Thursday, September 29, 2005

Underhanded Politics in an Underground Bar 

It’s the middle of the week in the middle of the night in a subterranean bar aptly called the Cellar. I told myself I wouldn’t drink when I started working again. I’m very good at my job when I’m hungover but I’m superb when I’m sober. Somehow I’m on my fifth glass of Jameson's on the rocks and I’m talking to a girl with pretty blond curls who works for the Federal Reserve. I started talking to her because I wanted to watch her full lips move and her blue eyes open and close. On a rainy night in New York City, you take your beauty where you can get it. After I couple of whiskeys, however, I find myself ranting about politics. Usually I avoid talking politics with girls but she’s a Republican, which as close to being as dissident thinker as you can usually find in the city. That’s what lured me into trying to talk sense into her.

I confess to her that I’m mystified by conservative support for George W. Bush. What has this president done for conservatives? She mentions that he cut some taxes at some point, and has appointed a few good men to the federal judiciary. Fine, but what has he done for conservatives lately?

She brings up John Roberts. “His record from the Reagan administration seems pretty good,” she says. She’s just finished her third vodka and soda. I order her another, and try to convince myself not to pursue the politics any further. I fail.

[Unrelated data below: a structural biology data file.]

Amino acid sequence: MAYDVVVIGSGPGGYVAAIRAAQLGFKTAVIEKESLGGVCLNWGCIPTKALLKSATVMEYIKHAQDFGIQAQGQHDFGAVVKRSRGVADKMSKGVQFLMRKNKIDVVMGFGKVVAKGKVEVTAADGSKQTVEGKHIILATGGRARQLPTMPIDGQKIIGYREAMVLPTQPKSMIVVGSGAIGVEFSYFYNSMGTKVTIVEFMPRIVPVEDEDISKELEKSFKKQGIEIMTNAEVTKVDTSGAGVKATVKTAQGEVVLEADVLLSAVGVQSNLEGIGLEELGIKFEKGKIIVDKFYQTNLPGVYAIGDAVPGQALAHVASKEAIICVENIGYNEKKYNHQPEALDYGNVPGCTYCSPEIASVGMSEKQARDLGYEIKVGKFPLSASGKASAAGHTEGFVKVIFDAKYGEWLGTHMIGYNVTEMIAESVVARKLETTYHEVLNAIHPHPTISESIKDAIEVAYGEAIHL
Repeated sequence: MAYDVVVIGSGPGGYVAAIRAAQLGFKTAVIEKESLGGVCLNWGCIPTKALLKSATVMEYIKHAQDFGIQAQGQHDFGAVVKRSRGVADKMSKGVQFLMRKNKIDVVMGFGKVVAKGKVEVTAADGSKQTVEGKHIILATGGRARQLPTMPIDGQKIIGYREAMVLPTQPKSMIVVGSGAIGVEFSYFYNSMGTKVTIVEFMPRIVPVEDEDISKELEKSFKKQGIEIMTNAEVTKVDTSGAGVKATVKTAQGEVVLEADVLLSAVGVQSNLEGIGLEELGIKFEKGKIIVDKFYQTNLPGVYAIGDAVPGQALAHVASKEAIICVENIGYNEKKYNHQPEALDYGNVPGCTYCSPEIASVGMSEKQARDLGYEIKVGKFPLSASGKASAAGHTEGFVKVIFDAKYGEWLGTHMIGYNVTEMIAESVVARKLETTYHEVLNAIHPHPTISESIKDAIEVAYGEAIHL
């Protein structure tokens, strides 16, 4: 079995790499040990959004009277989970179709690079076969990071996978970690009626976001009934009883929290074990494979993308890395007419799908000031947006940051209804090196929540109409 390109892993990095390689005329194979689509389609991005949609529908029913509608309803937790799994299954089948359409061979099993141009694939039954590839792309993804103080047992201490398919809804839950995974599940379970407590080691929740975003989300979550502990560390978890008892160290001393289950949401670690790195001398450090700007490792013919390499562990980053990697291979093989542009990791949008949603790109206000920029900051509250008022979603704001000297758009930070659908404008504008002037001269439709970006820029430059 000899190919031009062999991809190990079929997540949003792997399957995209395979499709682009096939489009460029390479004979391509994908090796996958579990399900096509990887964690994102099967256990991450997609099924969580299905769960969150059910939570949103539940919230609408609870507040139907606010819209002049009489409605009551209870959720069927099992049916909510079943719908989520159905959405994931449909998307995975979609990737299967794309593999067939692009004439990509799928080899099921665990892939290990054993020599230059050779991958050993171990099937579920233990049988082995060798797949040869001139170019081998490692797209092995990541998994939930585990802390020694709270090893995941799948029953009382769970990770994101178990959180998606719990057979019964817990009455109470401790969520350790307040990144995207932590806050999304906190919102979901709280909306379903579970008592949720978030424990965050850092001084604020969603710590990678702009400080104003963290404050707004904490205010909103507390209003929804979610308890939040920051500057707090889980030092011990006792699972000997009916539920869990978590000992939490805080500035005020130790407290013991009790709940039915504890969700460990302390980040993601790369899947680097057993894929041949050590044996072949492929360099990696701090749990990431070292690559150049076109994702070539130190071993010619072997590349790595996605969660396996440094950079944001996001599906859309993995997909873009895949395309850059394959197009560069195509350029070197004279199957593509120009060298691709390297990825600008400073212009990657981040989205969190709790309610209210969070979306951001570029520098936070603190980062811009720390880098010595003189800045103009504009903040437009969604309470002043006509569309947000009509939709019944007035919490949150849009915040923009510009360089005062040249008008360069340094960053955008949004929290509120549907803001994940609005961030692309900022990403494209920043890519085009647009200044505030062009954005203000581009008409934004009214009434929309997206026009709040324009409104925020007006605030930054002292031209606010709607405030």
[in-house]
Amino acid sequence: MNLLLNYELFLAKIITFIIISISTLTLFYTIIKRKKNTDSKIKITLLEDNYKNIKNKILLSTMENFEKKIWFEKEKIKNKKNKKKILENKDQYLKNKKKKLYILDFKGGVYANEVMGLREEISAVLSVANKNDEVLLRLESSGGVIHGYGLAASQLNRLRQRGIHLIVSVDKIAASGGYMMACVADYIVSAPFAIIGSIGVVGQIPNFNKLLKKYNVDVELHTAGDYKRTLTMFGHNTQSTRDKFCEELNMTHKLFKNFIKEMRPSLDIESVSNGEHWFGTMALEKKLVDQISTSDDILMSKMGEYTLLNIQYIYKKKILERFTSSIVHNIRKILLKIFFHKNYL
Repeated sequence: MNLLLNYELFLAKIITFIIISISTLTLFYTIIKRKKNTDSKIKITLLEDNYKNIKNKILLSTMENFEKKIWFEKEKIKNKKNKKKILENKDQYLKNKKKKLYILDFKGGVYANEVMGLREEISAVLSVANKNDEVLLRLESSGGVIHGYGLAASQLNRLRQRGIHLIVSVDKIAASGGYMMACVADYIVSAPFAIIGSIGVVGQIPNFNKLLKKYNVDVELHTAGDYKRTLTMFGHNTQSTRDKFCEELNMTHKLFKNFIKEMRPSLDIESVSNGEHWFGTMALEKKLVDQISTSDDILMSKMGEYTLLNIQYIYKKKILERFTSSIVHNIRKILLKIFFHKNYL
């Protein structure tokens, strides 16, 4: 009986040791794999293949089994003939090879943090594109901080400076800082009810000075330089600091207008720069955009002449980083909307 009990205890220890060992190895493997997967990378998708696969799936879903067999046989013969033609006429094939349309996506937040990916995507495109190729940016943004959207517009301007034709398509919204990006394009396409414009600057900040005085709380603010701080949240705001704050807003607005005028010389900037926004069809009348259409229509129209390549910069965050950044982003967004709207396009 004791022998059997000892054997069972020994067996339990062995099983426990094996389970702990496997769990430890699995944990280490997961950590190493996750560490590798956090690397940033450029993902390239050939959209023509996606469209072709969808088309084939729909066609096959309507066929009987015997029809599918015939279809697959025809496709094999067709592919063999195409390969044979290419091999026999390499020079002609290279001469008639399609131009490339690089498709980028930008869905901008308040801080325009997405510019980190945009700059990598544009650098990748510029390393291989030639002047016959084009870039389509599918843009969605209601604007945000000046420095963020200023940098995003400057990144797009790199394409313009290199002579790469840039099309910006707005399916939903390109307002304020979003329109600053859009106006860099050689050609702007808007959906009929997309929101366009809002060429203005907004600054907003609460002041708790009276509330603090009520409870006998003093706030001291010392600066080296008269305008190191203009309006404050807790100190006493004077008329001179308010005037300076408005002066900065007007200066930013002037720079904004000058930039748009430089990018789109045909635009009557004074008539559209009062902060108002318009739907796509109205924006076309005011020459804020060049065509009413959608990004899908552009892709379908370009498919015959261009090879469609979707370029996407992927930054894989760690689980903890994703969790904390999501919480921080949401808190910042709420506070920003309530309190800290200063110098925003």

“Please,” I tell her. “That man spent most of his confirmation hearing denying he had any judicial philosophy at all. What's worse, his time before the Senate judiciary committee damaged the argument for a conservative approach to judicial decision making by allowing the Democrats to portray conservatism as something shameful.”

I wonder if I’m slurring when I’m telling her this. I skipped the solid part of my dinner, deciding to engage myself only with the bottle of rioja.

She smiles. It’s a wonderful, inviting smile that reassures me either I don’t appear as drunk as I feel or that she enjoys chatting with drunk reactionaries. She takes the top off her drink and says, “I think he was just trying to get through his confirmation hearings with as little trouble as possible. What’s wrong with that?”

“My old professor Harvey C. Mansfield used to argue that one of the problems with affirmative action was that it was underhanded, attempting to accomplish its goals while remaining hidden from plain sight,” I say. “The Roberts hearings contributed to the perception that conservative judging is underhanded as well.”

Somehow I’ve gone through another glass of whiskey. I look to the bartender and he’s already got the bottle in his hand. I continue. “Now the President is preparing again to replace Justice Sandra Day O’Connor, and I’m still being told by conservatives that we can rely on Bush to appoint the right man. Or woman. Or Hispanic. Or something. Do you read Anne Coulter? You should. She sets the record straight on our President’s dismal record of supporting conservatives.”

She takes the bottom off her vodka and tonic. She puts the glass down and places her hand on my knee. Her fingers are chilled from the drink. The time for talking about politics is over so I don’t mention that there was a time when conservatives would have been out for the blood of a Republican establishment that treated them so shabbily. Now it’s just libertarians, realists, paleos and reactionary decadents like me who want to raise up the battle flag. God help us.